Friday, December 8, 2006
RSC reviews 10th-grade MCAS results
Concord-Carlisle High School (CCHS) Principal Art Dulong presented a report of last year's tenth-grade MCAS results at the November 28 meeting of the Concord-Carlisle Regional School Committee (RSC). The results are generally very good, improving over the last few years. Fewer students are earning low scores and more are scoring in the top two categories. However, this year saw an unexplained drop in the percent ranked Advanced on the English Language Arts (ELA) test.
The MCAS English Language Arts and Mathematics tests are intended to evaluate how well high school students and schools are achieving the learning standards contained in the Massachusetts Curriculum Frameworks. Performance levels are: Advanced, Proficient, Needs Improvement and Failing. High school students must pass both the grade 10 English and math tests to earn a high school diploma.
Ninety-six percent of students in last year's sophomore class scored at the Advanced or Proficient level. A three-year comparison shows a small increase in the percentage of students scoring in these higher two levels as the percentage of students at the Needs Improvement level has dropped from 6% to 4%. No students at CCHS failed the English test. Including students who are placed out-of-district due to extreme disabilities, 1% failed. Statewide, 7% of students failed.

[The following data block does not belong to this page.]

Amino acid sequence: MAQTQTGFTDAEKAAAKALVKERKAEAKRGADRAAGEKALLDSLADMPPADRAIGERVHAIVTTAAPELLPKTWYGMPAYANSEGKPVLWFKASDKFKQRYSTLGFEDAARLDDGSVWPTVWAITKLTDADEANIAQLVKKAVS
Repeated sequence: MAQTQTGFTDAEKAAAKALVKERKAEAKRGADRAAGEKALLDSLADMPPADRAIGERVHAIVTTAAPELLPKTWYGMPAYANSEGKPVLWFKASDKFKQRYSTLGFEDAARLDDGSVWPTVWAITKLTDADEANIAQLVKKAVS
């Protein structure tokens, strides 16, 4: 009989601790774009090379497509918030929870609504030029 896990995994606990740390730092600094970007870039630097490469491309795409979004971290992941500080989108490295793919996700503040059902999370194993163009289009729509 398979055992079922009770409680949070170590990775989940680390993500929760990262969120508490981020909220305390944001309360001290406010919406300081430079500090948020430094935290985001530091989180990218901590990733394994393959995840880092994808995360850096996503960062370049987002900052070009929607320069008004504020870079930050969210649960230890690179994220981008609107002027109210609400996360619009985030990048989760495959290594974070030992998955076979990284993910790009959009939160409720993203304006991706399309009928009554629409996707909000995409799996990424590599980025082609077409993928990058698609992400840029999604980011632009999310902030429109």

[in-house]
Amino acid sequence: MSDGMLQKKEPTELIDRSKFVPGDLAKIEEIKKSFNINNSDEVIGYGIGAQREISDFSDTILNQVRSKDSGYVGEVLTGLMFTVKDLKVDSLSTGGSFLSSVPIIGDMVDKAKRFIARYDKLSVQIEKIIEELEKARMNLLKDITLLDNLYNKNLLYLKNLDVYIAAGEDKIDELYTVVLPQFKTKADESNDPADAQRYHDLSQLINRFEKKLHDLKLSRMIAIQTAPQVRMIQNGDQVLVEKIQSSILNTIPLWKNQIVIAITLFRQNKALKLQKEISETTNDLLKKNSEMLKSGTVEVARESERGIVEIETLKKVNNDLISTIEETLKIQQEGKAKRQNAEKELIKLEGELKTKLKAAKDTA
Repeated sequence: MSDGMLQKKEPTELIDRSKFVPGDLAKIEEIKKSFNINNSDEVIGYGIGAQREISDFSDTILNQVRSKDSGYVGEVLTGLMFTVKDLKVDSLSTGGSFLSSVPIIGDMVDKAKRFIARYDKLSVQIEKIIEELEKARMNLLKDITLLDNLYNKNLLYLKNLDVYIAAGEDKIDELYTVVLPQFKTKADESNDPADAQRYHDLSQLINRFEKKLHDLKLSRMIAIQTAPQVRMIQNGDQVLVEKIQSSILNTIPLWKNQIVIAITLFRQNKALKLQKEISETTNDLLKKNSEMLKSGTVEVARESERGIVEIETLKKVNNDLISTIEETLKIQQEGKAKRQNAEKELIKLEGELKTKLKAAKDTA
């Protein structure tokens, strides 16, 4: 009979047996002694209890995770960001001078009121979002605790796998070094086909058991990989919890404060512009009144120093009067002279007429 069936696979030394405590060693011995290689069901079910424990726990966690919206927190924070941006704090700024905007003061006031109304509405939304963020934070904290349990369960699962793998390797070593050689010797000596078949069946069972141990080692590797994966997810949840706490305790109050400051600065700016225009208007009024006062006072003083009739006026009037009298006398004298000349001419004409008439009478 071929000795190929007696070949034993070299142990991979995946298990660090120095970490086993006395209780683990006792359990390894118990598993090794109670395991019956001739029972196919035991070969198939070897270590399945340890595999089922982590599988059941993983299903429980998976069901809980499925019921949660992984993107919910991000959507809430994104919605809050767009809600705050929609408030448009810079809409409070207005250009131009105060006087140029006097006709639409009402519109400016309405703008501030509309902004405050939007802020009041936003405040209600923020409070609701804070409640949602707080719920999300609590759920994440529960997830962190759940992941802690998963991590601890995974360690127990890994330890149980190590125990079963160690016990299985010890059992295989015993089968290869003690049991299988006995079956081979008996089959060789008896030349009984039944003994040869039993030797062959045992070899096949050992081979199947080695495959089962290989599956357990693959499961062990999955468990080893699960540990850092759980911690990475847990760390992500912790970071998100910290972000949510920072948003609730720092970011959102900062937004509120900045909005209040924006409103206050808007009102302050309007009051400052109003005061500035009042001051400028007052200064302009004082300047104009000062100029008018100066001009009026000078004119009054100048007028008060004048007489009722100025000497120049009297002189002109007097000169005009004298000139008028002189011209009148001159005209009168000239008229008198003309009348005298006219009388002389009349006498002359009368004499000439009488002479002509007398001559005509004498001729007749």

19% fewer Advanced
Although the overall percentage of students scoring in the Advanced and Proficient levels has gone up, the percentage of students scoring in the Advanced level has gone down from 51% to 30% in the past year. When asked after the meeting what caused the drop in the number of students scoring at the Advanced level, Dulong replied, "It's a different cohort of kids. Also, the state is constantly tinkering with the test. If you look at the statewide results, you'll see a decline in the Advanced level as well."
When asked if he was concerned about the decrease in the number of students in the Advanced level, Dulong said, "Not really. We will look for a pattern to see if the number in Advanced continues to drop. If we had changed programs in the freshman or sophomore classes, we'd be more concerned. But that is not the case."
Dulong said, "We look harder at the AYP number." The AYP, or Adequate Yearly Progress, is the combined total at the Proficient and Advanced levels. This number has risen, indicating that fewer students are in the Needs Improvement and Failing levels.
In the grade 10 Mathematics Test, 92% of CCHS students scored in the Proficient or Advanced levels. Three students, or 1%, failed the test at CCHS. If students placed out-of-district are included, 2% failed. The statewide average for students failing mathematics is 12%. The test has questions in five areas or strands, which include number sense, algebra, geometry, measurement and data analysis. A three-year comparison shows an increase in the percentage of students in the Advanced and Proficient levels. "When compared to the statewide results, CCHS students continue to score significantly higher," said Dulong.
Dulong briefly discussed the failing grades. "One student only took half the test," he said. He wasn't in school to take the whole test. "Another student failed because he didn't answer any of the open response questions." The student thought he could pass the test without bothering with those questions.